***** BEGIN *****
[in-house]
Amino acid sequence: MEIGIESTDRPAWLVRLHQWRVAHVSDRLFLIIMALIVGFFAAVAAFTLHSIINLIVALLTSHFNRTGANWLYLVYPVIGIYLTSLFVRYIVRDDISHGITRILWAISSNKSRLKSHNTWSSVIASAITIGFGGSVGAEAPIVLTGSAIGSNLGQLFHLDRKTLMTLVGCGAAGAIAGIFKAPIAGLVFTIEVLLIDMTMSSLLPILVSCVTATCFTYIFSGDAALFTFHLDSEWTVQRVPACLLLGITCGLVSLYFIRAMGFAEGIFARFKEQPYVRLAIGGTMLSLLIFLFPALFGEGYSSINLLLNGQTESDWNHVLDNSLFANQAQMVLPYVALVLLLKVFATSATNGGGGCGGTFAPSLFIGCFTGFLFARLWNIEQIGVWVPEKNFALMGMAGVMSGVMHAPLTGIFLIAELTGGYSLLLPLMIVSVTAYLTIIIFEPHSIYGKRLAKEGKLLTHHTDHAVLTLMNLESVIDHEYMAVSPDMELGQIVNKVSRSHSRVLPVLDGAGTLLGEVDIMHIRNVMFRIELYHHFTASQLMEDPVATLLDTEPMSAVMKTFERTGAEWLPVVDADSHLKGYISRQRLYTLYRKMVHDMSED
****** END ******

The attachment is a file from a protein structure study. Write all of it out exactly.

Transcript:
[in-house]
Amino acid sequence: MEIGIESTDRPAWLVRLHQWRVAHVSDRLFLIIMALIVGFFAAVAAFTLHSIINLIVALLTSHFNRTGANWLYLVYPVIGIYLTSLFVRYIVRDDISHGITRILWAISSNKSRLKSHNTWSSVIASAITIGFGGSVGAEAPIVLTGSAIGSNLGQLFHLDRKTLMTLVGCGAAGAIAGIFKAPIAGLVFTIEVLLIDMTMSSLLPILVSCVTATCFTYIFSGDAALFTFHLDSEWTVQRVPACLLLGITCGLVSLYFIRAMGFAEGIFARFKEQPYVRLAIGGTMLSLLIFLFPALFGEGYSSINLLLNGQTESDWNHVLDNSLFANQAQMVLPYVALVLLLKVFATSATNGGGGCGGTFAPSLFIGCFTGFLFARLWNIEQIGVWVPEKNFALMGMAGVMSGVMHAPLTGIFLIAELTGGYSLLLPLMIVSVTAYLTIIIFEPHSIYGKRLAKEGKLLTHHTDHAVLTLMNLESVIDHEYMAVSPDMELGQIVNKVSRSHSRVLPVLDGAGTLLGEVDIMHIRNVMFRIELYHHFTASQLMEDPVATLLDTEPMSAVMKTFERTGAEWLPVVDADSHLKGYISRQRLYTLYRKMVHDMSED